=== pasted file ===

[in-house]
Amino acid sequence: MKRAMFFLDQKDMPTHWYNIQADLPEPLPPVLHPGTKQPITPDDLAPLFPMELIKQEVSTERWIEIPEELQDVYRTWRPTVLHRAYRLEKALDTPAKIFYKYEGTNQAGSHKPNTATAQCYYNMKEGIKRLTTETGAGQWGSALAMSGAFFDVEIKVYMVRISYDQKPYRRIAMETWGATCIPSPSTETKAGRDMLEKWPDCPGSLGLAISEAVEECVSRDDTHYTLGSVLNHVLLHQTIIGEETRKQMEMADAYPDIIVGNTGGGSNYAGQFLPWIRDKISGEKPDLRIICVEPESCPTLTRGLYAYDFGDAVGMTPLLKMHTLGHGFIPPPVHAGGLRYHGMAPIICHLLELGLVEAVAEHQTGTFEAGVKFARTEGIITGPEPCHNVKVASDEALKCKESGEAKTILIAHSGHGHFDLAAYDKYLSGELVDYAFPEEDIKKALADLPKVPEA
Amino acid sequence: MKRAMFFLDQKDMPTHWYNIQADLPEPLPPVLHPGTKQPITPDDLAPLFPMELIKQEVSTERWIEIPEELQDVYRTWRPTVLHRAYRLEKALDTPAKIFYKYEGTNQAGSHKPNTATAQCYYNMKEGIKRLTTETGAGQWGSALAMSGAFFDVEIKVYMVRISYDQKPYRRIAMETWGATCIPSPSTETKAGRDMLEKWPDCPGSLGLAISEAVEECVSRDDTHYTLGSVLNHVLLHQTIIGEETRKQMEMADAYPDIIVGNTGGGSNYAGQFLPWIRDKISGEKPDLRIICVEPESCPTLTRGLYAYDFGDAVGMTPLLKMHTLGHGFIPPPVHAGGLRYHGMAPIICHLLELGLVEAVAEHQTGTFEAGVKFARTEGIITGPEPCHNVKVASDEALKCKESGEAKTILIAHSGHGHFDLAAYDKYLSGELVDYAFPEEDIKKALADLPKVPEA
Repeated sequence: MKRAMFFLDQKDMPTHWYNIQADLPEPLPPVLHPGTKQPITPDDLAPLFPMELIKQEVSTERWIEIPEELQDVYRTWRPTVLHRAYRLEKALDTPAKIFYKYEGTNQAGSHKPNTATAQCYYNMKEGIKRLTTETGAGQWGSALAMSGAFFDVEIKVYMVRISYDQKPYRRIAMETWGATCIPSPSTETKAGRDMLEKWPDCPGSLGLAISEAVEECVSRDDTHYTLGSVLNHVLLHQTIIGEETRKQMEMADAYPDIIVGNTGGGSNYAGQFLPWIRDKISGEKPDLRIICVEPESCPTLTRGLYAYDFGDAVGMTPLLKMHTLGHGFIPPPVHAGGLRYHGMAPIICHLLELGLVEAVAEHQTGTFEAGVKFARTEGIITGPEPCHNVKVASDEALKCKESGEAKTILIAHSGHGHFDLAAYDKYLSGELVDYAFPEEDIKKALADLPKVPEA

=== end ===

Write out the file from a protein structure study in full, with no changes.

[in-house]
Amino acid sequence: MKRAMFFLDQKDMPTHWYNIQADLPEPLPPVLHPGTKQPITPDDLAPLFPMELIKQEVSTERWIEIPEELQDVYRTWRPTVLHRAYRLEKALDTPAKIFYKYEGTNQAGSHKPNTATAQCYYNMKEGIKRLTTETGAGQWGSALAMSGAFFDVEIKVYMVRISYDQKPYRRIAMETWGATCIPSPSTETKAGRDMLEKWPDCPGSLGLAISEAVEECVSRDDTHYTLGSVLNHVLLHQTIIGEETRKQMEMADAYPDIIVGNTGGGSNYAGQFLPWIRDKISGEKPDLRIICVEPESCPTLTRGLYAYDFGDAVGMTPLLKMHTLGHGFIPPPVHAGGLRYHGMAPIICHLLELGLVEAVAEHQTGTFEAGVKFARTEGIITGPEPCHNVKVASDEALKCKESGEAKTILIAHSGHGHFDLAAYDKYLSGELVDYAFPEEDIKKALADLPKVPEA
Amino acid sequence: MKRAMFFLDQKDMPTHWYNIQADLPEPLPPVLHPGTKQPITPDDLAPLFPMELIKQEVSTERWIEIPEELQDVYRTWRPTVLHRAYRLEKALDTPAKIFYKYEGTNQAGSHKPNTATAQCYYNMKEGIKRLTTETGAGQWGSALAMSGAFFDVEIKVYMVRISYDQKPYRRIAMETWGATCIPSPSTETKAGRDMLEKWPDCPGSLGLAISEAVEECVSRDDTHYTLGSVLNHVLLHQTIIGEETRKQMEMADAYPDIIVGNTGGGSNYAGQFLPWIRDKISGEKPDLRIICVEPESCPTLTRGLYAYDFGDAVGMTPLLKMHTLGHGFIPPPVHAGGLRYHGMAPIICHLLELGLVEAVAEHQTGTFEAGVKFARTEGIITGPEPCHNVKVASDEALKCKESGEAKTILIAHSGHGHFDLAAYDKYLSGELVDYAFPEEDIKKALADLPKVPEA
Repeated sequence: MKRAMFFLDQKDMPTHWYNIQADLPEPLPPVLHPGTKQPITPDDLAPLFPMELIKQEVSTERWIEIPEELQDVYRTWRPTVLHRAYRLEKALDTPAKIFYKYEGTNQAGSHKPNTATAQCYYNMKEGIKRLTTETGAGQWGSALAMSGAFFDVEIKVYMVRISYDQKPYRRIAMETWGATCIPSPSTETKAGRDMLEKWPDCPGSLGLAISEAVEECVSRDDTHYTLGSVLNHVLLHQTIIGEETRKQMEMADAYPDIIVGNTGGGSNYAGQFLPWIRDKISGEKPDLRIICVEPESCPTLTRGLYAYDFGDAVGMTPLLKMHTLGHGFIPPPVHAGGLRYHGMAPIICHLLELGLVEAVAEHQTGTFEAGVKFARTEGIITGPEPCHNVKVASDEALKCKESGEAKTILIAHSGHGHFDLAAYDKYLSGELVDYAFPEEDIKKALADLPKVPEA